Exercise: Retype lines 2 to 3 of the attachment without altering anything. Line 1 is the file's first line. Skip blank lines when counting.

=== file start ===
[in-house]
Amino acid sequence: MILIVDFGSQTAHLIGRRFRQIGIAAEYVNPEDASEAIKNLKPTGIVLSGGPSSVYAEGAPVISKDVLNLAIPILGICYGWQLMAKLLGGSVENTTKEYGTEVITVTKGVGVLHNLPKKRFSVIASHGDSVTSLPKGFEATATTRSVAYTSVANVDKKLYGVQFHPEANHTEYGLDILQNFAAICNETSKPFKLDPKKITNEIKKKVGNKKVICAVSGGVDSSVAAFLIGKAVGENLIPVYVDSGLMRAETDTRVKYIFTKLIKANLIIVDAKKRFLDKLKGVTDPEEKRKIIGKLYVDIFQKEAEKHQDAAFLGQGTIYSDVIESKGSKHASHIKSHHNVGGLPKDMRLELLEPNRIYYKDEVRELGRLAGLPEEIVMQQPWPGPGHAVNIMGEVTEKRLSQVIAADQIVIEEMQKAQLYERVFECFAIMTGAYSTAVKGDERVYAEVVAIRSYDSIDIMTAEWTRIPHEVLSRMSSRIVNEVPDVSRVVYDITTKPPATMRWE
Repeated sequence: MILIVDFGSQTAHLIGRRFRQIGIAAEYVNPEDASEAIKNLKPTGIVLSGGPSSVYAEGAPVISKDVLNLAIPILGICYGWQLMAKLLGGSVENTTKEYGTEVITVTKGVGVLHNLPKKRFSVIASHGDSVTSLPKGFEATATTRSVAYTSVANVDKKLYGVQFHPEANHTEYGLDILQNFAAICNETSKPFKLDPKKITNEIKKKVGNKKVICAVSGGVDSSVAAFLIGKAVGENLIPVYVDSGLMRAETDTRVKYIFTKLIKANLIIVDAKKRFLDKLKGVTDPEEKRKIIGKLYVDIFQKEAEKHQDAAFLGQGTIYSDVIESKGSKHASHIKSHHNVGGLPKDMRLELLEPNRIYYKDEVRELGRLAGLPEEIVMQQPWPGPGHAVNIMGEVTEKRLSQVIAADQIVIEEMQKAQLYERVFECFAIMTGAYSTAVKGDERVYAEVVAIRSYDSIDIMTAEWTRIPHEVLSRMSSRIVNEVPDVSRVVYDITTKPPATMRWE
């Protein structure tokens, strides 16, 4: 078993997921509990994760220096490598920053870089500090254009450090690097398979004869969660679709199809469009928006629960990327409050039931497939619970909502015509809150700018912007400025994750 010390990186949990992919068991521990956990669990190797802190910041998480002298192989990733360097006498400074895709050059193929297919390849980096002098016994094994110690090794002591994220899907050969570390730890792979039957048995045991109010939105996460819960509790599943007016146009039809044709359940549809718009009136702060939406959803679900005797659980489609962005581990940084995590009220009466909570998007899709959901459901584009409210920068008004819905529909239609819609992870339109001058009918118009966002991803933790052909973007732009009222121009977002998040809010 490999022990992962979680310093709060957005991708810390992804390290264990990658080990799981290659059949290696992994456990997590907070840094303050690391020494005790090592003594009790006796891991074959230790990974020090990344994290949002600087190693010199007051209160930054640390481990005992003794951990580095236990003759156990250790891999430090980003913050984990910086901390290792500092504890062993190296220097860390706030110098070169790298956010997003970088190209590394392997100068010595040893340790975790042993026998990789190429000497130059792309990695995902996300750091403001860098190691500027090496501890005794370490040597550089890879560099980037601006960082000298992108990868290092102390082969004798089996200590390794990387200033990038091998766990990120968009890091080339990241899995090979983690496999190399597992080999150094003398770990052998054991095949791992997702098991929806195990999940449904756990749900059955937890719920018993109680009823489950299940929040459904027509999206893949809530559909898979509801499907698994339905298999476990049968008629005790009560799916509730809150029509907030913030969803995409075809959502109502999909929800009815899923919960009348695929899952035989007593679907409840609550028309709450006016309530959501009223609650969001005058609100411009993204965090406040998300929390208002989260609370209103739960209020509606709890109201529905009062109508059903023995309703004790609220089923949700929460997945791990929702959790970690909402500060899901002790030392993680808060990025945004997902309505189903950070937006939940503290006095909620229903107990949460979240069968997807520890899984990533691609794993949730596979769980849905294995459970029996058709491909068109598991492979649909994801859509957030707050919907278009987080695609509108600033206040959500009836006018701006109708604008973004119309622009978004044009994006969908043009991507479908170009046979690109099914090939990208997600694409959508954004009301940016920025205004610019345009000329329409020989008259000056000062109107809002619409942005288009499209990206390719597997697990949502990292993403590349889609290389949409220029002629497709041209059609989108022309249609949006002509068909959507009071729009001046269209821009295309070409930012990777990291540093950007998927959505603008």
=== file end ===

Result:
Amino acid sequence: MILIVDFGSQTAHLIGRRFRQIGIAAEYVNPEDASEAIKNLKPTGIVLSGGPSSVYAEGAPVISKDVLNLAIPILGICYGWQLMAKLLGGSVENTTKEYGTEVITVTKGVGVLHNLPKKRFSVIASHGDSVTSLPKGFEATATTRSVAYTSVANVDKKLYGVQFHPEANHTEYGLDILQNFAAICNETSKPFKLDPKKITNEIKKKVGNKKVICAVSGGVDSSVAAFLIGKAVGENLIPVYVDSGLMRAETDTRVKYIFTKLIKANLIIVDAKKRFLDKLKGVTDPEEKRKIIGKLYVDIFQKEAEKHQDAAFLGQGTIYSDVIESKGSKHASHIKSHHNVGGLPKDMRLELLEPNRIYYKDEVRELGRLAGLPEEIVMQQPWPGPGHAVNIMGEVTEKRLSQVIAADQIVIEEMQKAQLYERVFECFAIMTGAYSTAVKGDERVYAEVVAIRSYDSIDIMTAEWTRIPHEVLSRMSSRIVNEVPDVSRVVYDITTKPPATMRWE
Repeated sequence: MILIVDFGSQTAHLIGRRFRQIGIAAEYVNPEDASEAIKNLKPTGIVLSGGPSSVYAEGAPVISKDVLNLAIPILGICYGWQLMAKLLGGSVENTTKEYGTEVITVTKGVGVLHNLPKKRFSVIASHGDSVTSLPKGFEATATTRSVAYTSVANVDKKLYGVQFHPEANHTEYGLDILQNFAAICNETSKPFKLDPKKITNEIKKKVGNKKVICAVSGGVDSSVAAFLIGKAVGENLIPVYVDSGLMRAETDTRVKYIFTKLIKANLIIVDAKKRFLDKLKGVTDPEEKRKIIGKLYVDIFQKEAEKHQDAAFLGQGTIYSDVIESKGSKHASHIKSHHNVGGLPKDMRLELLEPNRIYYKDEVRELGRLAGLPEEIVMQQPWPGPGHAVNIMGEVTEKRLSQVIAADQIVIEEMQKAQLYERVFECFAIMTGAYSTAVKGDERVYAEVVAIRSYDSIDIMTAEWTRIPHEVLSRMSSRIVNEVPDVSRVVYDITTKPPATMRWE